A Look at Positional Depth (2020 Fantasy Baseball)
One of the things that separates fantasy baseball from fantasy football is all of the different positions you have to fill out on your roster. There are eight different positions that you have to put players in week in and week out (although I am looking for more people to join my no catchers protest). This brings in yet another strategic element to the draft. It is good to know what each position looks like individually – which positions you can wait a bit on and which to prioritize early in the draft.
Before we dive in here, I will say that you shouldn’t go overboard with this. Your first priority should be to take the best hitter available when drafting and work out the positional stuff later, but this information makes for a good tiebreaker in a lot of cases.
So what do we see in 2020? I am using ESPN’s position eligibility for this post, and while different sites have some differences, in general terms this will apply to all websites (the differences in the percentages will be too slow to really change our outcomes). We’ll start with the top 150 hitters (about how many hitters will be drafted in a standard, ten-team league), here is the positional breakdown for those players:
I counted any player with dual eligibility twice, and any player with three positions three times in the data. We see a pretty even split here. You would expect there to be significantly more outfielders since there are three times more outfielders on the field than other positions, so that makes sense. The non-catcher infield positions are pretty close, with second base lagging a few points behind. With that many hitters, this is pretty much expected. Let’s drill down to the top 100:
First base takes a bit of a dive here down to 13%, while third base takes most of that share. Now for the top 50:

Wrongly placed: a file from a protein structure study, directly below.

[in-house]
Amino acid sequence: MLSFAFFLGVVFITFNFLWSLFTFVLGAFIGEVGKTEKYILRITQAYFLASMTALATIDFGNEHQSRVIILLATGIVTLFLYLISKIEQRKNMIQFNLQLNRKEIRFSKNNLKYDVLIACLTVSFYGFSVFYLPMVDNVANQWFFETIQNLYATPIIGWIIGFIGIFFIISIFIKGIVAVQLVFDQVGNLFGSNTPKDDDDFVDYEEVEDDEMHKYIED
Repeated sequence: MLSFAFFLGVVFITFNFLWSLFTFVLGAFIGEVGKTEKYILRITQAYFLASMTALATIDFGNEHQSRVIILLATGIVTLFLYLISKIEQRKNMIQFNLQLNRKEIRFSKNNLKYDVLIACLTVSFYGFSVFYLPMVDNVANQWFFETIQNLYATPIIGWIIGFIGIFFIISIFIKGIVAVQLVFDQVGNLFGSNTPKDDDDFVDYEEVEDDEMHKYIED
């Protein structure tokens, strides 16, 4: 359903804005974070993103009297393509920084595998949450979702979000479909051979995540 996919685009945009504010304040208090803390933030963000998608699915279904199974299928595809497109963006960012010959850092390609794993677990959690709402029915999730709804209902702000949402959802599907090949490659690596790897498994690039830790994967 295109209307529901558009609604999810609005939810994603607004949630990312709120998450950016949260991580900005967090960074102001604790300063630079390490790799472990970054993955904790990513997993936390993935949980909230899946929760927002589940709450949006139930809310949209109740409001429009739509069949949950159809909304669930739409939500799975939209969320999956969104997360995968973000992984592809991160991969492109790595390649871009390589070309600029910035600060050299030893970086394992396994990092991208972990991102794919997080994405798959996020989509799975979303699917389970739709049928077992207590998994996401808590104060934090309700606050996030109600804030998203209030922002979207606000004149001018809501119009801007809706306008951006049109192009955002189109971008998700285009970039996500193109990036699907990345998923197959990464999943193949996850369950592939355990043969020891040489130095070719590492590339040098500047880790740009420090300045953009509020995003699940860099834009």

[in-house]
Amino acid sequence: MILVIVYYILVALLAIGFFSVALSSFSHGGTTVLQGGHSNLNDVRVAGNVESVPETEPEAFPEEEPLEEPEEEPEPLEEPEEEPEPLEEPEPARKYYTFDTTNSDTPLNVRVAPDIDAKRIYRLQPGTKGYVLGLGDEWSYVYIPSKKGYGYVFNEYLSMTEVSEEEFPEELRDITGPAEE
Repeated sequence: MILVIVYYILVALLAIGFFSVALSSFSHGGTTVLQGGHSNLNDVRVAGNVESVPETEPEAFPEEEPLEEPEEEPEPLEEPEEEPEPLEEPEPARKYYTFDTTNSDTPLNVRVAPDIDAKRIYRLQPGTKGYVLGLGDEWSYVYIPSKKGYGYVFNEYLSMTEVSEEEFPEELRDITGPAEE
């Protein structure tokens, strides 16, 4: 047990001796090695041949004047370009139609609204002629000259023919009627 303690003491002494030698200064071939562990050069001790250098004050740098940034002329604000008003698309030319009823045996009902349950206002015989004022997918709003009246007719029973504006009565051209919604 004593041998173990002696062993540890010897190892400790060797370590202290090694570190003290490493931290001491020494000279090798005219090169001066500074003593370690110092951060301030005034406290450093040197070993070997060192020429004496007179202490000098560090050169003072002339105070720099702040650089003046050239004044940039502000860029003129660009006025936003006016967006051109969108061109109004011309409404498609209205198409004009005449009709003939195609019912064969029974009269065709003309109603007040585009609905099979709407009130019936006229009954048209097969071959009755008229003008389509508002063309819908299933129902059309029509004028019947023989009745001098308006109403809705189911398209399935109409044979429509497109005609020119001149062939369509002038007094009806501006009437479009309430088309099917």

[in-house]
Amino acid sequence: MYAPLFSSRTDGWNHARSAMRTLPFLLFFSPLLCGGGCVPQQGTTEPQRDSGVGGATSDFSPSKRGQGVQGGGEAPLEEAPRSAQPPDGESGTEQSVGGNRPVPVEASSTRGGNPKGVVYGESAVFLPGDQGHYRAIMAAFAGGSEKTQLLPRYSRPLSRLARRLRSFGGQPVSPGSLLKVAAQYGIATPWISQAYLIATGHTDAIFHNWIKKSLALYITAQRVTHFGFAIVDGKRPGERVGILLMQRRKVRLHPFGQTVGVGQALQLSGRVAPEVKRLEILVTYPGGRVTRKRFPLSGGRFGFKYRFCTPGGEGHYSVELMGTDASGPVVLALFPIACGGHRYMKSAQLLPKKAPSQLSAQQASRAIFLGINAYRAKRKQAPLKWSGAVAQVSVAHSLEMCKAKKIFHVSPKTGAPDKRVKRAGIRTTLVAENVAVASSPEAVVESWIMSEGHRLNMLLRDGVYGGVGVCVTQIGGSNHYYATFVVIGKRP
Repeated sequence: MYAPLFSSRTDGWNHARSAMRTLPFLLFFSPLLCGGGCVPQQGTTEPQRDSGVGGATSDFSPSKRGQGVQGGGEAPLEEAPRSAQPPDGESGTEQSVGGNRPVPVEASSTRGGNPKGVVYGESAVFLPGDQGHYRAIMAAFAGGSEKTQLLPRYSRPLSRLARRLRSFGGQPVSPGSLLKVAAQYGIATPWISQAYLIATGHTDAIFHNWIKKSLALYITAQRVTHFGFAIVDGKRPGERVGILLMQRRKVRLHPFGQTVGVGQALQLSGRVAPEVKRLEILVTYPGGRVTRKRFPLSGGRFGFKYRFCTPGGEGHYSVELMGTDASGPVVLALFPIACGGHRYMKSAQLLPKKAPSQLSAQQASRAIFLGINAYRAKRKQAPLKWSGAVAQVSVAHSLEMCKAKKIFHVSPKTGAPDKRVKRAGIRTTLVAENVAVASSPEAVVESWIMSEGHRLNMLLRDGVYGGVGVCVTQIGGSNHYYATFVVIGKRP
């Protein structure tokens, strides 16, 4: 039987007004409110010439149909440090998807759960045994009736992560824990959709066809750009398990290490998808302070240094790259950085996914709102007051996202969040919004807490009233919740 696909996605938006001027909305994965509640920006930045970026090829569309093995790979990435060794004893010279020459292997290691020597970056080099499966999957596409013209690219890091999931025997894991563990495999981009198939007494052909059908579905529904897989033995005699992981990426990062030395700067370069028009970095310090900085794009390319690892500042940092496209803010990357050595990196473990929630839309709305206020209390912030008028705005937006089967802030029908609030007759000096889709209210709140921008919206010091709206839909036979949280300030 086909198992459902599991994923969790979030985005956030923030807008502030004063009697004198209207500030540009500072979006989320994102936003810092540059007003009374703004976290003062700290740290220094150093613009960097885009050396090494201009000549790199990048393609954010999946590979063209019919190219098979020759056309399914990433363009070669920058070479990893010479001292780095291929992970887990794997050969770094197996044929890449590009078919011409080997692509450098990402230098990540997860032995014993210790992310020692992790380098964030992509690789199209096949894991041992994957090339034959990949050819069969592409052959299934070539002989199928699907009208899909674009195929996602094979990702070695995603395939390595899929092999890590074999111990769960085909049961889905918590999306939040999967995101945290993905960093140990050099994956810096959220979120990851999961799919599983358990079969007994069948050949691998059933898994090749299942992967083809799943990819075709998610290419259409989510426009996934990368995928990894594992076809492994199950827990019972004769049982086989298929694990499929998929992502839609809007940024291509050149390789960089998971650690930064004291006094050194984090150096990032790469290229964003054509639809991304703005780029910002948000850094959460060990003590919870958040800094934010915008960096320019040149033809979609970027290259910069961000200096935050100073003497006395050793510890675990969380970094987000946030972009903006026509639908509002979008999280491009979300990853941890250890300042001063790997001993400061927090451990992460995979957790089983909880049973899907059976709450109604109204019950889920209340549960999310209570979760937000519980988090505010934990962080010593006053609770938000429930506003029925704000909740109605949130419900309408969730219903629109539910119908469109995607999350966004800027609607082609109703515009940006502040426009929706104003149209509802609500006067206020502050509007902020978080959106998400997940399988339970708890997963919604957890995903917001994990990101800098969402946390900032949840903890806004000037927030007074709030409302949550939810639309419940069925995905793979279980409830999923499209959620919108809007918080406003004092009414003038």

Outfielders separate themselves even more, jumping up over 40%, while third base and shortstop taking a climb as well at the expense of first and second basemen. We’ll finish up with the top 25:
Outfielders are king, increasing, even more, when we look at just the top 25 hitters. Shortstops and third base tied for second and then a large gap down to first base, followed by an even larger gap down to the one second basemen (Jose Altuve) and DH (Yordan Alvarez) in the top 25.
These findings are accentuated when you really look at the player pool closely and/or start doing some drafts. Through my time looking at the rankings/projections and doing a few drafts, a few things are pretty clear to me.
- Second base is brutal. You have Altuve at the top, and even he is not without major question marks (doesn’t run anymore, aging, the whole cheating debacle), and then there are really only two guys in Ketel Marte and Ozzie Albies that you can feel really good about going into the season – and the upside for both of them is decently capped in my eyes. You have some high risk, high reward guys behind that crew like Keston Hiura, but there is really not much to like in this whole group. Normally it’s wise to invest early in an ugly position, but this spot is so ugly that I am likely to just wait it out and grab someone like Mike Moustakas, Jeff McNeil, or Cavan Biggio pretty late.
- First base is top-heavy. You have two of the best hitters in the game in Cody Bellinger and Freddie Freeman easily claiming the top spots, with a reliable but boring guy in Anthony Rizzo a moderate step behind them. Then you really get into the guys that are mainly two or three category contributors. Guys like Pete Alonso, Matt Olson, Jose Abreu, and Josh Bell are fine options (potentially more than fine options in points leagues), but they are not really game-changing players in a categories league given how little they offer in steals and batting average. I think ending up with one of those top three guys gives you a nice step up on the competition early on in the draft.
- Outfield is really deep. Even given the fact that you have to start 3-5 outfielders, the position is still really deep this year. You have guys with ADP’s in the triple digits like Michael Conforto that are projecting for 160+ runs+RBI, 30+ homers, and decent enough average that just make filling out your outfield really easy. If you’re in a three outfielder league and end up with one of those stud outfielders in the first round, I think it’s very wise to wait a while to fill out that outfield, because you will find some guys that project really nicely very late in the draft.
The best strategy will always be to just draft the best available hitters; it’s a long season with lots of moving parts, but it does give you a little advantage if you understand the depth of each position. Doing a few mock drafts before the real thing really gives you a good feel for this, so head on over to our mock draft simulator and give it a go!